Peter Hiesinger, associate professor at the University of Texas Southwestern Medical Center in Dallas, was awarded an MDA research grant totaling $300,000 over a period of three years to investigate the causes of type 2B Charcot-Marie-Tooth disease (CMT2B).
CMT2B is caused by mutations in a gene called rab7. The protein made from the gene performs a critical function in the degradation of debris in all cells. “Even though the gene is known, it is unclear how the mutations found in patients affect the gene’s function,” Hiesinger says. Without knowing how the mutation causes disease, it is difficult to design a therapy to treat it. He has developed models of the disease that suggest the mutation causes the protein to no longer be active, and that this loss of function affects nerve cells before other cells in the body.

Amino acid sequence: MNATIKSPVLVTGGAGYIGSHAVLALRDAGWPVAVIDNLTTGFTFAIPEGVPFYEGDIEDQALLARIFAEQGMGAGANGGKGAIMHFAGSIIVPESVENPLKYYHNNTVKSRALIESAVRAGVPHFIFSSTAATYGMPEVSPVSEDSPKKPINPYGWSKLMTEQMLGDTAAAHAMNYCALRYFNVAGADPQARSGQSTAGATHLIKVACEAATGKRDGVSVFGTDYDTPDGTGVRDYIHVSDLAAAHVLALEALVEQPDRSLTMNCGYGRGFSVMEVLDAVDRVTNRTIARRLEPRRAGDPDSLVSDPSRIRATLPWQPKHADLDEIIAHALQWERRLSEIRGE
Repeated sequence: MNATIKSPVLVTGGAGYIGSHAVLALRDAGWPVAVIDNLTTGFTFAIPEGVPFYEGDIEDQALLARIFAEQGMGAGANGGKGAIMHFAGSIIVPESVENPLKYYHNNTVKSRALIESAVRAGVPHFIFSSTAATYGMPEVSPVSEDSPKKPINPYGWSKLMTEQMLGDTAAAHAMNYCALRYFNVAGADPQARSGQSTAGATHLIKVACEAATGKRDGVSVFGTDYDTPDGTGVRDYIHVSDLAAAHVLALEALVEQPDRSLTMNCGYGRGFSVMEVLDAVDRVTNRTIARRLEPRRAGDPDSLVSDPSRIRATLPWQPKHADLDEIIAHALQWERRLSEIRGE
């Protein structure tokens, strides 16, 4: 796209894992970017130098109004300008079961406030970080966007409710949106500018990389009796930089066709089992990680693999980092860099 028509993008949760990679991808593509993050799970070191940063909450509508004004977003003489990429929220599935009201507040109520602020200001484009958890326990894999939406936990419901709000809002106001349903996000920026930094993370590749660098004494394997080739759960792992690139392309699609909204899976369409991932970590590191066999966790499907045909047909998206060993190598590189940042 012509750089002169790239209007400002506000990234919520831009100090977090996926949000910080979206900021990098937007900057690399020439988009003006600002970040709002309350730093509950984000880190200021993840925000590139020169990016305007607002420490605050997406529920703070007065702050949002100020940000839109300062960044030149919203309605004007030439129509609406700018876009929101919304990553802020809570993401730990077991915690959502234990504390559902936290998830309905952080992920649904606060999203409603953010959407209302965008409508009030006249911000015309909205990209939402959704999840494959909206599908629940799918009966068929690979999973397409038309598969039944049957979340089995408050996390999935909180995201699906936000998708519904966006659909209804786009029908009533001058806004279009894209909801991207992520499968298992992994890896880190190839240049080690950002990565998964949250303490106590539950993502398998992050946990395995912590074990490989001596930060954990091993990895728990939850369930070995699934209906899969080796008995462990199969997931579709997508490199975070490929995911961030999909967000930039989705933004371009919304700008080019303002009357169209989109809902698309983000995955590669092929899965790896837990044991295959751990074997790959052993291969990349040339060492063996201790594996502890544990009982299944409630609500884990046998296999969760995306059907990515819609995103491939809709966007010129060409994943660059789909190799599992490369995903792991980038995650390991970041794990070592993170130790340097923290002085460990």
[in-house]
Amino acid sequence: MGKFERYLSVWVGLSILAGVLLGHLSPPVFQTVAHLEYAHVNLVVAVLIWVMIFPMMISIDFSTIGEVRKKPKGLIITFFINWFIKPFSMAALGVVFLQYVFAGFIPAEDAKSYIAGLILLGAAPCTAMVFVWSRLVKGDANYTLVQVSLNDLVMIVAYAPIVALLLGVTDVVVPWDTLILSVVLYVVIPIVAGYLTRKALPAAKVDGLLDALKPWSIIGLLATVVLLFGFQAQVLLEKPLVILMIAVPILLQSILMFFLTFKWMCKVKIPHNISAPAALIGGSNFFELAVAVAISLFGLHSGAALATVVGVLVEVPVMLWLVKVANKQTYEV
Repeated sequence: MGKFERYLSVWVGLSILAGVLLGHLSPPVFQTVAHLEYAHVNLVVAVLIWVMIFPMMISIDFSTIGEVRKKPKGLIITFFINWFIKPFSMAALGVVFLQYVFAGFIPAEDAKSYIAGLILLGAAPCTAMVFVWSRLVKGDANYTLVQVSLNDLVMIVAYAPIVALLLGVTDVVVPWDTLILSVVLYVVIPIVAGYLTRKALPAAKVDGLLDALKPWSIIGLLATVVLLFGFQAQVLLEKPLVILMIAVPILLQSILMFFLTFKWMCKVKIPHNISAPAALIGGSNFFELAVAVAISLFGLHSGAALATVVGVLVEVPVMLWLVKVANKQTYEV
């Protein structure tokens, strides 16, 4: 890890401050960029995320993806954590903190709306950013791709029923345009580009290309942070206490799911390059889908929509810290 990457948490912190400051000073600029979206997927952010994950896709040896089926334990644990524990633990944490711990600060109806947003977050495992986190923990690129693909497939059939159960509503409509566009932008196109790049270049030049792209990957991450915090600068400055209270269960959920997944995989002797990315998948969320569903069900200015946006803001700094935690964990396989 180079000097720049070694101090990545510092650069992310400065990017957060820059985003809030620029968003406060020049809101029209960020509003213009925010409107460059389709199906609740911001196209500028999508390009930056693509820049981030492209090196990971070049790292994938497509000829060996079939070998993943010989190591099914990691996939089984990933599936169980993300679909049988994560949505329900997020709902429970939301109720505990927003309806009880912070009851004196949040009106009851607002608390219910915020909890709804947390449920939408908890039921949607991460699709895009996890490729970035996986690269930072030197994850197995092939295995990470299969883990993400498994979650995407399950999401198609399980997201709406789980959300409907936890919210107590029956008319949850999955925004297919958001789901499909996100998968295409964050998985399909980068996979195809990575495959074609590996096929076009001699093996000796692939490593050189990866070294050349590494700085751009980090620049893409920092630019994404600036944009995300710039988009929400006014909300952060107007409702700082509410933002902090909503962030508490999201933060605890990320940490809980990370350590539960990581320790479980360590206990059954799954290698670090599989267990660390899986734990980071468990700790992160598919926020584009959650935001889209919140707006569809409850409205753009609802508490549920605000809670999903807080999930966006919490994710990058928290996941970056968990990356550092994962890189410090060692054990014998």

“Our findings explain the genetic dominance [only one mutant copy of the gene, from either parent, is needed to develop the disease] and reveal a particular sensitivity of nerve cells for a defect in debris removal,” says Hiesinger. “This discovery opens the door for an understanding and a potential therapy of CMT2B based on the molecular manipulation of the underlying cause.
“Importantly,” he adds, “we suggest an increase of rab7 function as a therapeutic opportunity, in contrast to the currently suggested reduction of mutant gene function.”
In this project, Hiesinger will test this hypothesis of disease in a fly model of CMT2B and investigate rab7 function in detail.
Funding for this MDA grant began August 1, 2013.
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